Vero Beach grower George Hamner reported having better production and size on his fresh market grapefruit and lemon crops in the 2020-21 season than in the prior year.
He said grapefruit prices remained steady, similar to the prior year. “Lemons, however, were not as good as previous years because of the loss of food-service business … due to COVID-19,” he added. Food-service business includes restaurants and bars that were hit hard by the pandemic.
RUST MITE AND ‘GREASY GREEN’
Hamner reported having large, clean fruit early in the season, but said rust mite and what he calls “greasy green” damage reduced fresh packouts later in the year. He said he fights rust mite throughout the year. The so-called greasy green looks and feels like greasy spot, “but the timing seems to be later in the year,” he said. “Fortunately, as an industry, we have our scientific gurus looking into the problem.”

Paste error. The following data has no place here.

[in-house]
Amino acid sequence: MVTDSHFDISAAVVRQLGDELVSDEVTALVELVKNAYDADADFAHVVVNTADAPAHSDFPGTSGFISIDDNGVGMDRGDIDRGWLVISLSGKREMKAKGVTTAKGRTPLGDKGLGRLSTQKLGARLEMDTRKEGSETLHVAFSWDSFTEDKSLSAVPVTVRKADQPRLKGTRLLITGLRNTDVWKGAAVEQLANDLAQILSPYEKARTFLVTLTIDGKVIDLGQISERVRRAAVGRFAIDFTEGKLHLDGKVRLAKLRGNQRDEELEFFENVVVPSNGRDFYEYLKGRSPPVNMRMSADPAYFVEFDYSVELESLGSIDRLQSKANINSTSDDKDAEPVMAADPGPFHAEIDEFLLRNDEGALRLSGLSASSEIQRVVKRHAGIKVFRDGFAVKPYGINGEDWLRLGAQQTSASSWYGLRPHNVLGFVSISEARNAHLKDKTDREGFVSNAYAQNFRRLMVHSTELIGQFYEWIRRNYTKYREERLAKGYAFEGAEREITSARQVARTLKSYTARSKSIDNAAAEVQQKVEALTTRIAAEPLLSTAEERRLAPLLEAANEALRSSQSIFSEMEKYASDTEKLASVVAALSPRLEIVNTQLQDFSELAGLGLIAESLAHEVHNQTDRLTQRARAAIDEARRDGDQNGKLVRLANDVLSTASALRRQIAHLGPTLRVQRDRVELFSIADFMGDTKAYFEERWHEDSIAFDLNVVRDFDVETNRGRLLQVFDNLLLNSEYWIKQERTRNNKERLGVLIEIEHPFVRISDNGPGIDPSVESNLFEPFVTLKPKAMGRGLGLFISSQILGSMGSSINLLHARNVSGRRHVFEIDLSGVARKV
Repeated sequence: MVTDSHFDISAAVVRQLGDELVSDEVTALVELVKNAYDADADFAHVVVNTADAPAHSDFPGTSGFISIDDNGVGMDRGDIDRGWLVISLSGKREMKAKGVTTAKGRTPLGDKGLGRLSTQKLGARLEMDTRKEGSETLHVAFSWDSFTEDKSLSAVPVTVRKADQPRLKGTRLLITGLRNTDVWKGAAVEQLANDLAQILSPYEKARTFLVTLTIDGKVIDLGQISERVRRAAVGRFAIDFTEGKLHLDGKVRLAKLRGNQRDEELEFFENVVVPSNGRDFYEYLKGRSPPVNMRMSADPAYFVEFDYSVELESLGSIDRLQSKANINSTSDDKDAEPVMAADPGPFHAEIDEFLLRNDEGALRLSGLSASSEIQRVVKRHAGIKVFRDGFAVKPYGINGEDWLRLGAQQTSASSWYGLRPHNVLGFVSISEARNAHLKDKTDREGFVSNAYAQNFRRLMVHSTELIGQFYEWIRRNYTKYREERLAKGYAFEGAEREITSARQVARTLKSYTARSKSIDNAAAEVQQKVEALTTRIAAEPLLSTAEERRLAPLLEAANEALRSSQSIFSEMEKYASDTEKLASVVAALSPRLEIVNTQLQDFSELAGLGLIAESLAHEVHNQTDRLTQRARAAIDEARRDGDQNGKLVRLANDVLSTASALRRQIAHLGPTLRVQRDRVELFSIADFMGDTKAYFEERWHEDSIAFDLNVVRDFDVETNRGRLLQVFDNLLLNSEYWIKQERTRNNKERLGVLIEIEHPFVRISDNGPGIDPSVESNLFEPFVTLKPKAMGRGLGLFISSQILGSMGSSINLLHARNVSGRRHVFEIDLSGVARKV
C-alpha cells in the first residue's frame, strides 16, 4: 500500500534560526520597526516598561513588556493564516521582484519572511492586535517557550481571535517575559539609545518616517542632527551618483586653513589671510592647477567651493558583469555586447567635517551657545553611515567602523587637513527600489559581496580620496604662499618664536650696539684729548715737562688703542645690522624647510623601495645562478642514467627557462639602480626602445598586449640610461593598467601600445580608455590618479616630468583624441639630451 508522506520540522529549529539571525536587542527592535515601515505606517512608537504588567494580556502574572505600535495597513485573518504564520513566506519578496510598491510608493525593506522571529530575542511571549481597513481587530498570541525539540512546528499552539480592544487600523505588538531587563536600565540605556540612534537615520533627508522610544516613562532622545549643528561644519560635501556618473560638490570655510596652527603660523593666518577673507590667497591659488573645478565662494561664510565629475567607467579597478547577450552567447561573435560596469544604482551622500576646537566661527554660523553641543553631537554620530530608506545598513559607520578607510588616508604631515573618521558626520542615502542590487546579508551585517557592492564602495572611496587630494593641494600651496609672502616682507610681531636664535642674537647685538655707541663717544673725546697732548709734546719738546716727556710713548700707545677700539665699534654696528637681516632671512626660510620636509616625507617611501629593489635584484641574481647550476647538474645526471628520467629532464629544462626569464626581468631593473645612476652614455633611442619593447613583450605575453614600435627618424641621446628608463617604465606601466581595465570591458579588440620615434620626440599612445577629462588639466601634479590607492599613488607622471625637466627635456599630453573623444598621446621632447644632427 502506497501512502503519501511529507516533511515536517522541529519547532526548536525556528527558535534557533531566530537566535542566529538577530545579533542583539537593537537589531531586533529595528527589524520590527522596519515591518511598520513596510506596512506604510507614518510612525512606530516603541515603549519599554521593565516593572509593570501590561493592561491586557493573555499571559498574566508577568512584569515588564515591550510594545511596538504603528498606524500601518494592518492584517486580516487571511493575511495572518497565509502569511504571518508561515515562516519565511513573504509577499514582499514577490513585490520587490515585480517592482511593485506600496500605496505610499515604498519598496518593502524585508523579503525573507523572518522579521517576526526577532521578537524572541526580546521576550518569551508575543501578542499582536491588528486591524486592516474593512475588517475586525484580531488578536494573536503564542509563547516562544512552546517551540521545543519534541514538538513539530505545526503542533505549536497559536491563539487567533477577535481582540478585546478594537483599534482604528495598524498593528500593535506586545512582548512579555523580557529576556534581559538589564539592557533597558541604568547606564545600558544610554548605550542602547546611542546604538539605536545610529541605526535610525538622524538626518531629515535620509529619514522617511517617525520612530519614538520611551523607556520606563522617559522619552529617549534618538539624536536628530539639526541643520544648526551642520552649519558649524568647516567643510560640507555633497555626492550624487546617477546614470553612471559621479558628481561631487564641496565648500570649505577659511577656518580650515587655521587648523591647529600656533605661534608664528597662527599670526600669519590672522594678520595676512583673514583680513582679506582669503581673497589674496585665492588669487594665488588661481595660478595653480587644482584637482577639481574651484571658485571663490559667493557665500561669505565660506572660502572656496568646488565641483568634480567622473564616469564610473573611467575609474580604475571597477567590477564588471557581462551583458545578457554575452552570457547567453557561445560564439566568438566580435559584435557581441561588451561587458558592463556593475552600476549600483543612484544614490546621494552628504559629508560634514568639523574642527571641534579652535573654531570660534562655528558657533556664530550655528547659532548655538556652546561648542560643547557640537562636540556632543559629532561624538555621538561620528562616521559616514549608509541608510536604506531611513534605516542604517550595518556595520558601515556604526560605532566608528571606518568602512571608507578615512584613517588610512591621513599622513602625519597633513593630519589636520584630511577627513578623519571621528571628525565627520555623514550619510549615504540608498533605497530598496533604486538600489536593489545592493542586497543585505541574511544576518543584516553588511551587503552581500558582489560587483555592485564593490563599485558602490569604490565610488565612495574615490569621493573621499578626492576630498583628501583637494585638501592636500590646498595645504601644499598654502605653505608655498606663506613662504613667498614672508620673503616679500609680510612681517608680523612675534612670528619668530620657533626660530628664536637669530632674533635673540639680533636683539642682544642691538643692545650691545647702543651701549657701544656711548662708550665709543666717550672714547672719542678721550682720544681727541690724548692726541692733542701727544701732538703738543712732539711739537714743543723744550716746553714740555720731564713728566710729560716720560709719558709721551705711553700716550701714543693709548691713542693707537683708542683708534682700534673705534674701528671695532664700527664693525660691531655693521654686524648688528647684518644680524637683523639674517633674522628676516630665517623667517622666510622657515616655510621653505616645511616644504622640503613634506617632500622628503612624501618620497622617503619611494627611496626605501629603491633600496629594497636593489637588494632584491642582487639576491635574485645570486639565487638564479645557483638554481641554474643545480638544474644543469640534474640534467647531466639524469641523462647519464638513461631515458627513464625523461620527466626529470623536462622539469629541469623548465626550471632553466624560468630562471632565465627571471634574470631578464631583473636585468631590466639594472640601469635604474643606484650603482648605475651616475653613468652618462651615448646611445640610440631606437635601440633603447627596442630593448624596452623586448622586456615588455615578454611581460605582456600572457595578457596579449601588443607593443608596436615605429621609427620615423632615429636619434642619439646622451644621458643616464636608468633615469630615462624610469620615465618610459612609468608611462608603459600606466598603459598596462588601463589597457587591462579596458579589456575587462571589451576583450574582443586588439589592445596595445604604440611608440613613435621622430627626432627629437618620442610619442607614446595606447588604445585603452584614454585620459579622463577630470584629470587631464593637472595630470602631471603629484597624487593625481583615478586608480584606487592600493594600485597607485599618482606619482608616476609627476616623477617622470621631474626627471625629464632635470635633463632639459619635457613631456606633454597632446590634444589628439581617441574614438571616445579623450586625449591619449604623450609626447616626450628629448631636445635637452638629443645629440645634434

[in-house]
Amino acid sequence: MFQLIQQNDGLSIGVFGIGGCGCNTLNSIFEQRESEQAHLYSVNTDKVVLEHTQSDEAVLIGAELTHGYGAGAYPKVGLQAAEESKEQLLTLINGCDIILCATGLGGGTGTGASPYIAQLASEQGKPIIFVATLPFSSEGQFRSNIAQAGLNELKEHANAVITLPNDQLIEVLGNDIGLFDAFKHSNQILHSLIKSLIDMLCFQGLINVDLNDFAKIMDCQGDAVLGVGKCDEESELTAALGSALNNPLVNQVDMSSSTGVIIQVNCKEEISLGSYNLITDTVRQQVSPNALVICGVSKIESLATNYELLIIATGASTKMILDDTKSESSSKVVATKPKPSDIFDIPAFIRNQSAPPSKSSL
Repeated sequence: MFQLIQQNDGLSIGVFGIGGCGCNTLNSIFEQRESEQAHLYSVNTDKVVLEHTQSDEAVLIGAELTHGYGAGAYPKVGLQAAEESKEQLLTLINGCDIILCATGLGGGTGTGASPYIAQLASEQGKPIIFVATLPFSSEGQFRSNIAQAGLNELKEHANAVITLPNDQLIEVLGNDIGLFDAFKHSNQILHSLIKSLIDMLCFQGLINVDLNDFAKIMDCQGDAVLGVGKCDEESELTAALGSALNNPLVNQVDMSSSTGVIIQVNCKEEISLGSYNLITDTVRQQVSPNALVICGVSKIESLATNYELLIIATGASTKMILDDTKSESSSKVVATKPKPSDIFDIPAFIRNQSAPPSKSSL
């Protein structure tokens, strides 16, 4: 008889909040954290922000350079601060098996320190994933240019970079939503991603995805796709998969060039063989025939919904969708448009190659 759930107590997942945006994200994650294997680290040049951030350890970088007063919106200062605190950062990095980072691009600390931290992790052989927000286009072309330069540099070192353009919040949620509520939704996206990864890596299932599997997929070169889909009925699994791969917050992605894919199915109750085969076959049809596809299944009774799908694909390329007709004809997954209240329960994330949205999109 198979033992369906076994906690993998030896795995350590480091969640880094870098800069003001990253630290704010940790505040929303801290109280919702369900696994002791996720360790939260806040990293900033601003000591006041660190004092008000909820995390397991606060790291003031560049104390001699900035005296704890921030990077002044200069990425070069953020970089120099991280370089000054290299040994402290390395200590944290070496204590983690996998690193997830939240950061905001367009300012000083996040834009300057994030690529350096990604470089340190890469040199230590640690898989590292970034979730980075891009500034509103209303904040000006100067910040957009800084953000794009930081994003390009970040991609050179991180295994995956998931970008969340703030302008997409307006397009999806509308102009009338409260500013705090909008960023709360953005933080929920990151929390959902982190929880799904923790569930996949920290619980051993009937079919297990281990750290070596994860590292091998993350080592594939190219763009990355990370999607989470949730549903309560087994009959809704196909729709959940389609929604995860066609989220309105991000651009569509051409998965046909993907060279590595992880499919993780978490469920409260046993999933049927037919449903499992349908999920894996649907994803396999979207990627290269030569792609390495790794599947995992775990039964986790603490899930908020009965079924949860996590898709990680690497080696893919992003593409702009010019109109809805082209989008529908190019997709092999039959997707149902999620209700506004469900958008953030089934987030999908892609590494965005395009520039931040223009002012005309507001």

The Indian River-area grower had planted some acreage in the Citrus Research and Field Trial (CRAFT) program, using dark red grapefruit varieties on various rootstocks. “But due to shifts in our company’s future, I have transferred our acreage to another large affiliated grower and they will be following through on this test,” Hamner said. CRAFT subsidizes participating growers who plant new trees that will be used to evaluate different HLB management strategies.
“I have high hopes for the coming season,” Hamner stated. “First, with what seems to be our getting a handle on the pandemic, food service should be recovering, giving an important boost to our sales. Retail sales have remained strong, so with the addition of food-service volume, I believe we should have a good sales year. Second, we anticipate increased demand for Florida grapefruit domestically since Texas will be recovering from a severe freeze earlier in the year. The downside is higher costs for all packing supplies and higher shipping costs, but overall I remain optimistic on sales and grower returns.”
Read about Hamner’s history in the citrus industry.